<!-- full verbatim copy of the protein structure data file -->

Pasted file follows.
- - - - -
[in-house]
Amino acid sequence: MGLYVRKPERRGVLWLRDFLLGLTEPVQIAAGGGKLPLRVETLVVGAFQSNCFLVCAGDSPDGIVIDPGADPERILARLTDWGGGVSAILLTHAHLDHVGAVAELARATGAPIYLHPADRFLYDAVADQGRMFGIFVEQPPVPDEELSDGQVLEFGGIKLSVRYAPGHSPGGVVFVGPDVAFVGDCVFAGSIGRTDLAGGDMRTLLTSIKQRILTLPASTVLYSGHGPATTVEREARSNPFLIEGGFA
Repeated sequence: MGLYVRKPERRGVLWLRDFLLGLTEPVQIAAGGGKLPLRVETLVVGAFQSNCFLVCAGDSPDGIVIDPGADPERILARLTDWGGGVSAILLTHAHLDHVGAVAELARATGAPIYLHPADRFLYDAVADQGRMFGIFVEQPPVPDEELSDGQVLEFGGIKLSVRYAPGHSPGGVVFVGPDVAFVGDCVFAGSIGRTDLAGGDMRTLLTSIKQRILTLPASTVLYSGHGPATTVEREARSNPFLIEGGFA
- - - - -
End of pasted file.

[in-house]
Amino acid sequence: MGLYVRKPERRGVLWLRDFLLGLTEPVQIAAGGGKLPLRVETLVVGAFQSNCFLVCAGDSPDGIVIDPGADPERILARLTDWGGGVSAILLTHAHLDHVGAVAELARATGAPIYLHPADRFLYDAVADQGRMFGIFVEQPPVPDEELSDGQVLEFGGIKLSVRYAPGHSPGGVVFVGPDVAFVGDCVFAGSIGRTDLAGGDMRTLLTSIKQRILTLPASTVLYSGHGPATTVEREARSNPFLIEGGFA
Repeated sequence: MGLYVRKPERRGVLWLRDFLLGLTEPVQIAAGGGKLPLRVETLVVGAFQSNCFLVCAGDSPDGIVIDPGADPERILARLTDWGGGVSAILLTHAHLDHVGAVAELARATGAPIYLHPADRFLYDAVADQGRMFGIFVEQPPVPDEELSDGQVLEFGGIKLSVRYAPGHSPGGVVFVGPDVAFVGDCVFAGSIGRTDLAGGDMRTLLTSIKQRILTLPASTVLYSGHGPATTVEREARSNPFLIEGGFA